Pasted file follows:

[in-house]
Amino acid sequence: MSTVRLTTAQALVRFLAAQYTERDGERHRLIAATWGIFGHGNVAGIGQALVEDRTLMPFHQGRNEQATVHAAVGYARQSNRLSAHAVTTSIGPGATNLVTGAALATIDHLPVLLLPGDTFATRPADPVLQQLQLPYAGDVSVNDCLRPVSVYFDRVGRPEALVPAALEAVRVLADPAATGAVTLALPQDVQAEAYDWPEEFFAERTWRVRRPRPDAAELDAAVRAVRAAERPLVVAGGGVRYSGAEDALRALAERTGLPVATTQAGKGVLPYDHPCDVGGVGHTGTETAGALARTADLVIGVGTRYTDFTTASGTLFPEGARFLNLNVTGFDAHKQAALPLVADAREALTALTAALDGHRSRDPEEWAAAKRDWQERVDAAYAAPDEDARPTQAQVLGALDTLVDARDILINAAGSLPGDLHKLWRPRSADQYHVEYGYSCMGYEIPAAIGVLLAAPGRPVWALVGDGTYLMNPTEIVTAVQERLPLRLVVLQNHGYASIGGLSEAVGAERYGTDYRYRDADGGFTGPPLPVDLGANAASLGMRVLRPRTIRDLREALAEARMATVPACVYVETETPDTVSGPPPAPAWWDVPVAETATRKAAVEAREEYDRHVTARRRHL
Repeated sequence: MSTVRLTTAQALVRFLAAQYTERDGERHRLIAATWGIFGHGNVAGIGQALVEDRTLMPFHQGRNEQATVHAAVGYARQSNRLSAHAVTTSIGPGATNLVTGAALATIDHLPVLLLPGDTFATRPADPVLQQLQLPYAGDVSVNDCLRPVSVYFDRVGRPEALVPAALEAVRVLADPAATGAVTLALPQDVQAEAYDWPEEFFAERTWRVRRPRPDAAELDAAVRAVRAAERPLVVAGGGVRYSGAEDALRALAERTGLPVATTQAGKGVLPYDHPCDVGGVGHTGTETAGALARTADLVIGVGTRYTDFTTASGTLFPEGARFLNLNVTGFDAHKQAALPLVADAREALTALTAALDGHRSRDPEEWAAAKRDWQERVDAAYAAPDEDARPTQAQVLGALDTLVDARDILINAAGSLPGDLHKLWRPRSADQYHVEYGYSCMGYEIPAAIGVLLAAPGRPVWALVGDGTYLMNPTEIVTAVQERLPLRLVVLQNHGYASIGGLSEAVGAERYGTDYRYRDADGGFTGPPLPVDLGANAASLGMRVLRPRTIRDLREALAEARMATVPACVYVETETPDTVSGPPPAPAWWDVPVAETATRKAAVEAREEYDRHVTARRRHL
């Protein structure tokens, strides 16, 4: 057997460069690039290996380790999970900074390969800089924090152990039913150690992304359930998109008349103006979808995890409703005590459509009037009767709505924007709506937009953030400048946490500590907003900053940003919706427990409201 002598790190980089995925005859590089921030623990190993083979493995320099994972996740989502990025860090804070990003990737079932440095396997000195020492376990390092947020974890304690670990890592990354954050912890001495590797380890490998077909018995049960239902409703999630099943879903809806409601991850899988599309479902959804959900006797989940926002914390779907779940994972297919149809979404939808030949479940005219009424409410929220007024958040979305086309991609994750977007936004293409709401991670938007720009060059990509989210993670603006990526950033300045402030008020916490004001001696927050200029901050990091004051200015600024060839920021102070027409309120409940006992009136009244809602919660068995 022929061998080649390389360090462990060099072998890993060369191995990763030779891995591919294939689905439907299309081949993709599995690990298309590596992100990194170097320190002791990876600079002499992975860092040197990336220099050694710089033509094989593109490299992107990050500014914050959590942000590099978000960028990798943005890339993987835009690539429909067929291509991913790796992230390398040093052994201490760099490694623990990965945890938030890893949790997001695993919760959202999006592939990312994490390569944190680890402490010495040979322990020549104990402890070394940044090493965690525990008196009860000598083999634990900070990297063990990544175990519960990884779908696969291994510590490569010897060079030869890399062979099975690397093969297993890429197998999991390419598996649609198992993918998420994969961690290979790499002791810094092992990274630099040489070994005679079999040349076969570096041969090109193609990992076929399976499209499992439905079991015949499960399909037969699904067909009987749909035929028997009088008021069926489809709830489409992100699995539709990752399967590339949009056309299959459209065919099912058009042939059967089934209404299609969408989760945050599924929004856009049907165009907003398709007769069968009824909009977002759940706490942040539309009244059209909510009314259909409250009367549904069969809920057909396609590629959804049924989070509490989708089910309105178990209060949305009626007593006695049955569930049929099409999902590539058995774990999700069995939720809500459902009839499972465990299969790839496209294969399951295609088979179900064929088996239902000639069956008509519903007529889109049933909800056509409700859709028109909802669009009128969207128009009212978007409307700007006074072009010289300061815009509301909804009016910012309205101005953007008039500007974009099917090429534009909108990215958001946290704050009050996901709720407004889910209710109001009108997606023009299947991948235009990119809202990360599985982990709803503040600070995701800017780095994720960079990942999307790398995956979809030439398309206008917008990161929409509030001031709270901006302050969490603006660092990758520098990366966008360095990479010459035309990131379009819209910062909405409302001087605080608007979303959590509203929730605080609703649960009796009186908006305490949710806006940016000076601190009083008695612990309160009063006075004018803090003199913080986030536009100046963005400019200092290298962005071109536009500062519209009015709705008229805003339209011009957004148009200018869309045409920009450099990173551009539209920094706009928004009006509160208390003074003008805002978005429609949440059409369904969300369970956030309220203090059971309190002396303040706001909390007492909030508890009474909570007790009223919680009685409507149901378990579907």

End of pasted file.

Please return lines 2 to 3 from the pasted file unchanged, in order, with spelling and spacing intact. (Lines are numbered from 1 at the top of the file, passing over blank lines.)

Amino acid sequence: MSTVRLTTAQALVRFLAAQYTERDGERHRLIAATWGIFGHGNVAGIGQALVEDRTLMPFHQGRNEQATVHAAVGYARQSNRLSAHAVTTSIGPGATNLVTGAALATIDHLPVLLLPGDTFATRPADPVLQQLQLPYAGDVSVNDCLRPVSVYFDRVGRPEALVPAALEAVRVLADPAATGAVTLALPQDVQAEAYDWPEEFFAERTWRVRRPRPDAAELDAAVRAVRAAERPLVVAGGGVRYSGAEDALRALAERTGLPVATTQAGKGVLPYDHPCDVGGVGHTGTETAGALARTADLVIGVGTRYTDFTTASGTLFPEGARFLNLNVTGFDAHKQAALPLVADAREALTALTAALDGHRSRDPEEWAAAKRDWQERVDAAYAAPDEDARPTQAQVLGALDTLVDARDILINAAGSLPGDLHKLWRPRSADQYHVEYGYSCMGYEIPAAIGVLLAAPGRPVWALVGDGTYLMNPTEIVTAVQERLPLRLVVLQNHGYASIGGLSEAVGAERYGTDYRYRDADGGFTGPPLPVDLGANAASLGMRVLRPRTIRDLREALAEARMATVPACVYVETETPDTVSGPPPAPAWWDVPVAETATRKAAVEAREEYDRHVTARRRHL
Repeated sequence: MSTVRLTTAQALVRFLAAQYTERDGERHRLIAATWGIFGHGNVAGIGQALVEDRTLMPFHQGRNEQATVHAAVGYARQSNRLSAHAVTTSIGPGATNLVTGAALATIDHLPVLLLPGDTFATRPADPVLQQLQLPYAGDVSVNDCLRPVSVYFDRVGRPEALVPAALEAVRVLADPAATGAVTLALPQDVQAEAYDWPEEFFAERTWRVRRPRPDAAELDAAVRAVRAAERPLVVAGGGVRYSGAEDALRALAERTGLPVATTQAGKGVLPYDHPCDVGGVGHTGTETAGALARTADLVIGVGTRYTDFTTASGTLFPEGARFLNLNVTGFDAHKQAALPLVADAREALTALTAALDGHRSRDPEEWAAAKRDWQERVDAAYAAPDEDARPTQAQVLGALDTLVDARDILINAAGSLPGDLHKLWRPRSADQYHVEYGYSCMGYEIPAAIGVLLAAPGRPVWALVGDGTYLMNPTEIVTAVQERLPLRLVVLQNHGYASIGGLSEAVGAERYGTDYRYRDADGGFTGPPLPVDLGANAASLGMRVLRPRTIRDLREALAEARMATVPACVYVETETPDTVSGPPPAPAWWDVPVAETATRKAAVEAREEYDRHVTARRRHL